Against: 'Being able to read other people’s posts or stories about their own wellbeing can help you feel less alone'

By Marina Afzal-Khan, Online Wellbeing Editor

When we think about the topic of social media and mental health, the words that are associated to it are usually always negative.

‘Omg you’re putting your whole life story on twitter, you’re oversharing!’
‘You’re just attention seeking.’
‘If you keep liking and reading sad posts, obviously you’re going to be sad!’
‘If you keep posting stuff, you’re going to get depressed.’

I’m here to actually show the benefits of social media for your mental health. For me personally, Twitter has been a safe haven. It has felt like a journal where I can write about my feelings and thoughts helping to put them into perspective. This has genuinely improved my wellbeing because I have been able to let it all out.

Essentially, being able to read other people’s posts or stories about their own wellbeing can help you feel less alone. You are able to feel a sense of community and can speak to other people in order to make sense of your own wellbeing. Mental illness can make you feel like you’re the only one experiencing it, so if you stay away from social media, you can feel isolated. Social media doesn’t just mean Facebook and Twitter, it also includes the use of forums, articles and videos. Some people post vlogs of their own mental health experiences which can be of comfort.

via GIPHY

Some people find it really difficult to speak to their loved ones such as friends and family in real life about their mental health concerns. Being able to turn to social media can help them open up when ordinarily they are keeping it to themselves and sitting in silence. The fact is, of course whether social media has a positive or negative impact on one’s wellbeing depends on the individual. However, in my case, Twitter helped me escape. It became my safe place, I was able to write whatever I wanted and people were listening. I felt free, I felt liberated. It became my outlet as even for a little while, knowing that I didn’t have to always bother my friends and I could just tweet about my anxiety, depression and feelings in general. This helped me feel reassured.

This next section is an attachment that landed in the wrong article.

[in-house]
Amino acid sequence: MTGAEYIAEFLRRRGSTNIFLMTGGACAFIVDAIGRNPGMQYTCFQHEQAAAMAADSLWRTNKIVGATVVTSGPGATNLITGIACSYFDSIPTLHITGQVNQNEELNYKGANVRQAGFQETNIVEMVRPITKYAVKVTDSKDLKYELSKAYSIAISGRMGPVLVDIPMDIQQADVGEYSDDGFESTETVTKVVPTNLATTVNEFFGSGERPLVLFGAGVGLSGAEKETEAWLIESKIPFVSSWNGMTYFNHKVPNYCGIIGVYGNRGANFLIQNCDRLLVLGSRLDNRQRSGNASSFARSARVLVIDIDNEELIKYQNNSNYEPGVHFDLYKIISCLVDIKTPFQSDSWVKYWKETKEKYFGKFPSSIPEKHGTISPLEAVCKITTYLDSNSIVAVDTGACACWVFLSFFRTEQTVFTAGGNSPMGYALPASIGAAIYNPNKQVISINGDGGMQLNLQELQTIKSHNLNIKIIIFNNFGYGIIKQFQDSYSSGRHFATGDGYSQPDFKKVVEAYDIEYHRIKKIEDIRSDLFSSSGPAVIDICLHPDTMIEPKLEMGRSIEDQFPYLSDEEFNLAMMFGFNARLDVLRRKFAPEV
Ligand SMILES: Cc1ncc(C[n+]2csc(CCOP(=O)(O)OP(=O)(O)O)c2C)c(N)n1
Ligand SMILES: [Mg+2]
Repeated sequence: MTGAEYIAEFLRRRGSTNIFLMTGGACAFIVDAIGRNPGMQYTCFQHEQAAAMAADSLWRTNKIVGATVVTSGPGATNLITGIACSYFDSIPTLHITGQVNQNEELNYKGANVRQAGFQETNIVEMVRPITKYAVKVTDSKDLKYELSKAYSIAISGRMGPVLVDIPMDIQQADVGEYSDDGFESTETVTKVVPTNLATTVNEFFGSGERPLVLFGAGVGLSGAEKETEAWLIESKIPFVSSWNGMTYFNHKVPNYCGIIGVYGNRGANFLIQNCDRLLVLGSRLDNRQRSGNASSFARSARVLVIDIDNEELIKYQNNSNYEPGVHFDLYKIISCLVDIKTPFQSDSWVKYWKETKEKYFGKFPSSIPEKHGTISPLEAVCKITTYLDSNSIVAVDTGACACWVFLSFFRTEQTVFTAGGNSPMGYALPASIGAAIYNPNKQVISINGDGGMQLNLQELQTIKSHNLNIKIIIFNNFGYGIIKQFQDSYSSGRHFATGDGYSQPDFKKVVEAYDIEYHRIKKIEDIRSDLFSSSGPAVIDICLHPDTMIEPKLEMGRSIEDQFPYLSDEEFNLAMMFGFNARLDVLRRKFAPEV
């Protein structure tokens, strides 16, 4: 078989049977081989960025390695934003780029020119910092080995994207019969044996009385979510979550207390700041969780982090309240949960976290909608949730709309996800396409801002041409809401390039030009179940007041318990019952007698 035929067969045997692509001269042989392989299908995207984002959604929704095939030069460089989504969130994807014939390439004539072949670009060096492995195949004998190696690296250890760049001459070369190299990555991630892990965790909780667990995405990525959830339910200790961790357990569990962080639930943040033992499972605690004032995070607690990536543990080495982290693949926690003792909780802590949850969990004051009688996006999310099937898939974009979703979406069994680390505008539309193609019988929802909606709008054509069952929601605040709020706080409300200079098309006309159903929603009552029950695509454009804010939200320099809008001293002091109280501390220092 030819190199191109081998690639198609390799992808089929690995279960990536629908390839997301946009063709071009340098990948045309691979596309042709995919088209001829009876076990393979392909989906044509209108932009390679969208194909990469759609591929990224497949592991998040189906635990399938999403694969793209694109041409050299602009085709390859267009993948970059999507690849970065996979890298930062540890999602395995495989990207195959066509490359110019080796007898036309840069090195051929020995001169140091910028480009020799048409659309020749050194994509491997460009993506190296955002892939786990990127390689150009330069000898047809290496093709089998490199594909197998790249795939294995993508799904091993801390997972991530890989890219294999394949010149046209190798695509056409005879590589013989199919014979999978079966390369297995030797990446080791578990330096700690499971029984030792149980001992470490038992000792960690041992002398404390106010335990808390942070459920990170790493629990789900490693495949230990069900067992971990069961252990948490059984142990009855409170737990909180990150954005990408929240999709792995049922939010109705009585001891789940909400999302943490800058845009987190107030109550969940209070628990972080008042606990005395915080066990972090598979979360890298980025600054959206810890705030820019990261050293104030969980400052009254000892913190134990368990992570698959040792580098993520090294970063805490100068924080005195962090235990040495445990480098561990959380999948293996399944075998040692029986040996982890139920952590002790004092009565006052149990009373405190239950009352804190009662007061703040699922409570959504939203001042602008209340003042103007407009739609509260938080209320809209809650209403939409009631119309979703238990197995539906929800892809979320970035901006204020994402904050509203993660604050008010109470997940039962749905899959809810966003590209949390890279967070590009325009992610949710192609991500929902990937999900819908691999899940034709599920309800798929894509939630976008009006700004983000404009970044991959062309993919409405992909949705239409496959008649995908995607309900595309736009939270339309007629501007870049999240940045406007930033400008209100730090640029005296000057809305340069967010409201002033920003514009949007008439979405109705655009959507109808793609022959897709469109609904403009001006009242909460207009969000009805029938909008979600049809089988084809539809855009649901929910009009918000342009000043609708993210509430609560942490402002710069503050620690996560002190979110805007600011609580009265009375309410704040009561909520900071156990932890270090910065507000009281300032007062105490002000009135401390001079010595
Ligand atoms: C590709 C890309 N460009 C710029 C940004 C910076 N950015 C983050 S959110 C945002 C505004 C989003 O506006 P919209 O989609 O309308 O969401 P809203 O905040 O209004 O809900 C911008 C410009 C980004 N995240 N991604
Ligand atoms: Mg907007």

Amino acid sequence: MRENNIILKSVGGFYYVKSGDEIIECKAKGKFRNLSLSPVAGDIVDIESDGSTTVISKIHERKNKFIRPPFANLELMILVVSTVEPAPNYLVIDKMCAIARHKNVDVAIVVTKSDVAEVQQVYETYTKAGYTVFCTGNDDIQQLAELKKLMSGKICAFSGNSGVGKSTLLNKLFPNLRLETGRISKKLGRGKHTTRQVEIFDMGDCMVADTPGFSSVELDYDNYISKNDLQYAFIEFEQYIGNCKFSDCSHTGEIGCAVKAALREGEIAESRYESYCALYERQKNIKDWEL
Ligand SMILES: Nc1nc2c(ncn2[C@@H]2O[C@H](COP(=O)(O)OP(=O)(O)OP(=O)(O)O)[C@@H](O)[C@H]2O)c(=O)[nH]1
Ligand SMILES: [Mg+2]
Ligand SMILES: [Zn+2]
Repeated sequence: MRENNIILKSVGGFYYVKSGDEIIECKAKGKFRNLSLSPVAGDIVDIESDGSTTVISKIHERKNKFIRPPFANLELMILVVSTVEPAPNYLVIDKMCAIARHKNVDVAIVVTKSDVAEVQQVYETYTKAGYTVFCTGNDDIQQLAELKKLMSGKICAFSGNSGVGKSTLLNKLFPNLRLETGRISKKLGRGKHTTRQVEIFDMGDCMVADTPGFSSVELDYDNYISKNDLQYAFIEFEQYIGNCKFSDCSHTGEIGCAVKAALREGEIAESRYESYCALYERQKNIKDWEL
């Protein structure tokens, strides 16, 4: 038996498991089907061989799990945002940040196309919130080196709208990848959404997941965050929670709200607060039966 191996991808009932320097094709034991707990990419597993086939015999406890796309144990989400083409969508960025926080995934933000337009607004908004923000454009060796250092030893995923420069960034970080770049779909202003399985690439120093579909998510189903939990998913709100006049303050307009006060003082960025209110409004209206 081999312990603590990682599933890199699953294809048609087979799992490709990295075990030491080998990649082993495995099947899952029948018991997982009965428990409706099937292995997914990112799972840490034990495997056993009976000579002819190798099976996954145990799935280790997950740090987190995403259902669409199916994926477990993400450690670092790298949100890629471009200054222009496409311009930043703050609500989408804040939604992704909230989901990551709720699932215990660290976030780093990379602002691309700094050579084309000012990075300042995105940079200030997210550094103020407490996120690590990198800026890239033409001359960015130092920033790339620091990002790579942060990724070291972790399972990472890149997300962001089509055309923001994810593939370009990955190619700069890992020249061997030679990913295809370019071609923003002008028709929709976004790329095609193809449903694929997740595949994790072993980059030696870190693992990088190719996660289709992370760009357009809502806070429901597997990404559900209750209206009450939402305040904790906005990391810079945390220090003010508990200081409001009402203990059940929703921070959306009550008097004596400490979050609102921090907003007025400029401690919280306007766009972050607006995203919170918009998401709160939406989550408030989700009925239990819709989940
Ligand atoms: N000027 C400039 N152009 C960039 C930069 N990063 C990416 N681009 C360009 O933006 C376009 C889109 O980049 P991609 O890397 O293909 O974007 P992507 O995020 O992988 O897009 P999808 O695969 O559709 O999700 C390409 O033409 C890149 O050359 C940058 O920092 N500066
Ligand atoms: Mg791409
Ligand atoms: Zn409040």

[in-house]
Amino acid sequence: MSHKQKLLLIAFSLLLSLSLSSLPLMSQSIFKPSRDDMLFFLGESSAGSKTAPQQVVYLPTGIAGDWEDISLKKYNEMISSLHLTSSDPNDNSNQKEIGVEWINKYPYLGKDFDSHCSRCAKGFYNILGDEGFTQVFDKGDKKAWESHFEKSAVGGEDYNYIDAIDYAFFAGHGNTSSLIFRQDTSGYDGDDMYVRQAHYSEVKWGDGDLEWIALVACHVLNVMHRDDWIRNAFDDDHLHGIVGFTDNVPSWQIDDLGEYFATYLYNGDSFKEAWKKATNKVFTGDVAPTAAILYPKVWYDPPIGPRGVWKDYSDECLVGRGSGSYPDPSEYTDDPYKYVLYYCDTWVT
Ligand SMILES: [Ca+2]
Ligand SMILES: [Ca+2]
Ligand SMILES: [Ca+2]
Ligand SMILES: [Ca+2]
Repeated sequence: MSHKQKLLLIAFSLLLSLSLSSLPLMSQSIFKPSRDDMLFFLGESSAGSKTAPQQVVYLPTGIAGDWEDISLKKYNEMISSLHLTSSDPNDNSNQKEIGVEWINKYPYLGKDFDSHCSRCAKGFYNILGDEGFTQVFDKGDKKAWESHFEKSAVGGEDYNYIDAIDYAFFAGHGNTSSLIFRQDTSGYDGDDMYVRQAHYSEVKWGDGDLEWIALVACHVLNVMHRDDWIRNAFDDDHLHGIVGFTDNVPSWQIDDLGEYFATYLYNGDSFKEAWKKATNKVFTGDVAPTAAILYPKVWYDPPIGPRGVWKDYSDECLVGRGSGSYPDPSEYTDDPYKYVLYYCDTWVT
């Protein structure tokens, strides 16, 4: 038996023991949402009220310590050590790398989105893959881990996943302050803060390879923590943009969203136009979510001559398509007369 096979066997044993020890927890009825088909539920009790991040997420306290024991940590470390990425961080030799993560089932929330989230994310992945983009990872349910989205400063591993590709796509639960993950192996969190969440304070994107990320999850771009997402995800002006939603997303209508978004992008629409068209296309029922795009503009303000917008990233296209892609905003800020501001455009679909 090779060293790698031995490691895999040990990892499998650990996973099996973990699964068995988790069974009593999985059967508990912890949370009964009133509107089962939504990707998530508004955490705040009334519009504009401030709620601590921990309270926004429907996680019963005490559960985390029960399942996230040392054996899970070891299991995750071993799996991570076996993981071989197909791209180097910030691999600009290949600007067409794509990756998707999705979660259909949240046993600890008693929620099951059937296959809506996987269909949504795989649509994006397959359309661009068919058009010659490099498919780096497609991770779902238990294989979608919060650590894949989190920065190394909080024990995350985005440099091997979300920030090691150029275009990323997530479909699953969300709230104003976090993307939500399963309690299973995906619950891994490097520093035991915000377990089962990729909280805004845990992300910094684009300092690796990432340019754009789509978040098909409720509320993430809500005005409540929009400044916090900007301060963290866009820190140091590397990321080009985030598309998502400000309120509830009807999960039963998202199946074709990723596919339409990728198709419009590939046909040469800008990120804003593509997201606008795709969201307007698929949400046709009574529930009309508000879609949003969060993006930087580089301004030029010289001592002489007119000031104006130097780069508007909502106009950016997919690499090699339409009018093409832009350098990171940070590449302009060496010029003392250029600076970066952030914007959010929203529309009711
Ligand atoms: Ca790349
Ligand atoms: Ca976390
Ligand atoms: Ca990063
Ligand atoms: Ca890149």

For mental health struggles, it can be a place where they are free to share whatever they want too without being judged and without the danger of stigma.

Twitter in general has started so many movements and mental health campaigns such as the #MeToo movement and allowed an increase in various other wellbeing awareness campaigns. The point of all of this is that social media isn’t all that bad. Of course social media has its bad sides such as the constant need for approval and obsession with likes. Nevertheless, for mental health struggles, it can be a place where they are free to share whatever they want too without being judged and without the danger of stigma. Social media can help you build connections, strengthen relationships, allow you to speak freely, seek help and help you feel less alone.

Featured Image: Unsplash / Robin Worrall


Which side do you agree with? Comment below or get in touch!

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AUTHOR

Marina Afzal-Khan

2018/19 Online Wellbeing Editor | Third Year Law Student